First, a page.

Fed To Remit A Record $78.4 Billion In Ponzi Cash To Treasury

Tyler Durden's picture

After the Fed bought over $1 trillion of US Treasury bonds in the past 2 years, it is now reverse payback time, in which the Fed gives the Treasury just a little more cash. The FRB announced that per "unaudited" 2010 results (obviously), the Fed is provisioning to pay the Treasury $78.4 billion, a 50%+ increase from the $47 billion paid to the Treasury in 2009. What is the basis of this payment? Why the Fed's charter of course: "Under the Board's policy, the residual earnings of each Federal
Reserve Bank, after providing for the costs of operations, payment of
dividends, and the amount necessary to equate surplus with capital
paid-in, are distributed to the U.S. Treasury." Which means that as the Fed buys up ever more Treasurys, and as rates continue their inexorable rise higher, the Fed will continue to receive interest payments from the US Treasury, which, at the end of every year, it will promptly remit back to whoever the current incarnation of Tim Geithner is, in essence nullifying the "checks and balances" impact of cash out interest expense on Treasury, and thus government, deficit decisions. In fact, the greater the amount of debt issued, and therefore monetized, the less the Treasury actually has to pay in interest. And in the meantime, the higher interest rates go, the greater the duration-adjusted loss on Fed holdings. But who cares about those: after all, results are all "unaudited" and the Fed will hold all securities to the earlier of "maturity" or default - as if anyone doubts which will happen first.

The chart below shows all annual distributions from the Fed to the Treasury.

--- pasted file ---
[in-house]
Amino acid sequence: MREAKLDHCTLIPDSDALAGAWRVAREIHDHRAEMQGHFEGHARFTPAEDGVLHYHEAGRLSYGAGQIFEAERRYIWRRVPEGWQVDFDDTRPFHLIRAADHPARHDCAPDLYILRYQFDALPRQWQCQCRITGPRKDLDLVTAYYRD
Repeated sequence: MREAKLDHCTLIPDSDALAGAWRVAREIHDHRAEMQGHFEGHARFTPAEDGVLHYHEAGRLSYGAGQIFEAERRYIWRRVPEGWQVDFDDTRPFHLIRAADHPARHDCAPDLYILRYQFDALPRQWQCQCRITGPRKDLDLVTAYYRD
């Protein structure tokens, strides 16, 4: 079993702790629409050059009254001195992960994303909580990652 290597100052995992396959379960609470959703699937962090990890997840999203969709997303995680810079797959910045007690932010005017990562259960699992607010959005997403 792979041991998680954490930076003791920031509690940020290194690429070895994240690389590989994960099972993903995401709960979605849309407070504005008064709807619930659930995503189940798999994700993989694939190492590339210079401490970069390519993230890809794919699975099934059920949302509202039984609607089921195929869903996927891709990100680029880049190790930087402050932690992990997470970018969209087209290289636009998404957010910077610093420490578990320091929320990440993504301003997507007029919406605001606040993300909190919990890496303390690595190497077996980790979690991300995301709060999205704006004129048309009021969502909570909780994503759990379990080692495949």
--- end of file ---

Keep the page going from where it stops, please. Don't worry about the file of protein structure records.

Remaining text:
And full release from the Fed:

The Federal Reserve Board on Monday announced preliminary
unaudited
results indicating that the Reserve Banks provided for
payments of approximately $78.4 billion of their estimated 2010 net
income of $80.9 billion to the U.S. Treasury. This represents a $31.0
billion increase in payments to the U.S. Treasury over 2009 ($47.4
billion of $53.4 billion of net income).  The increase was due primarily
to increased interest income earned on securities holdings during 2010.

Under the Board's policy, the residual earnings of each Federal
Reserve Bank, after providing for the costs of operations, payment of
dividends, and the amount necessary to equate surplus with capital
paid-in, are distributed to the U.S. Treasury.

The Federal Reserve Banks' 2010 net income was derived primarily
from $76.2 billion in income on securities acquired through open market
operations (federal agency and government-sponsored enterprise (GSE)
mortgage-backed securities, U.S. Treasury securities, and GSE debt
securities); $7.1 billion in net income from consolidated limited
liability companies (LLCs), which were created in response to the
financial crisis; $2.1 billion in interest income from credit extended
to American International Group, Inc.; $1.3 billion of dividends on
preferred interests in AIA Aurora LLC and ALICO Holdings LLC; and $0.8
billion in interest income on loans extended under the Term Asset-Backed
Securities Loan Facility (TALF) and loans to depository institutions.
 Additional earnings were derived primarily from revenue of $0.6 billion
from the provision of priced services to depository institutions. The
Reserve Banks had interest expense of $2.7 billion on depository
institutions' reserve balances and term deposits.

Operating expenses of the Reserve Banks, net of amounts
reimbursed by the U.S. Treasury and other entities for services the
Reserve Banks provided as fiscal agents, totaled $4.3 billion in 2010.
 The Reserve Banks' operating expenses included assessments of $1.0
billion for Board expenditures and the cost of new currency. In 2010,
statutory dividends totaled $1.6 billion and approximately $0.6 billion
of net income was used to equate surplus to paid-in capital.

The preliminary unaudited results include valuation adjustments
as of September 30 for TALF loans and consolidated LLCs.  The final
results, which will be presented in the Reserve Banks' annual audited
financial statements and the Board of Governors' Annual Report, will
reflect valuation adjustments as of December 31.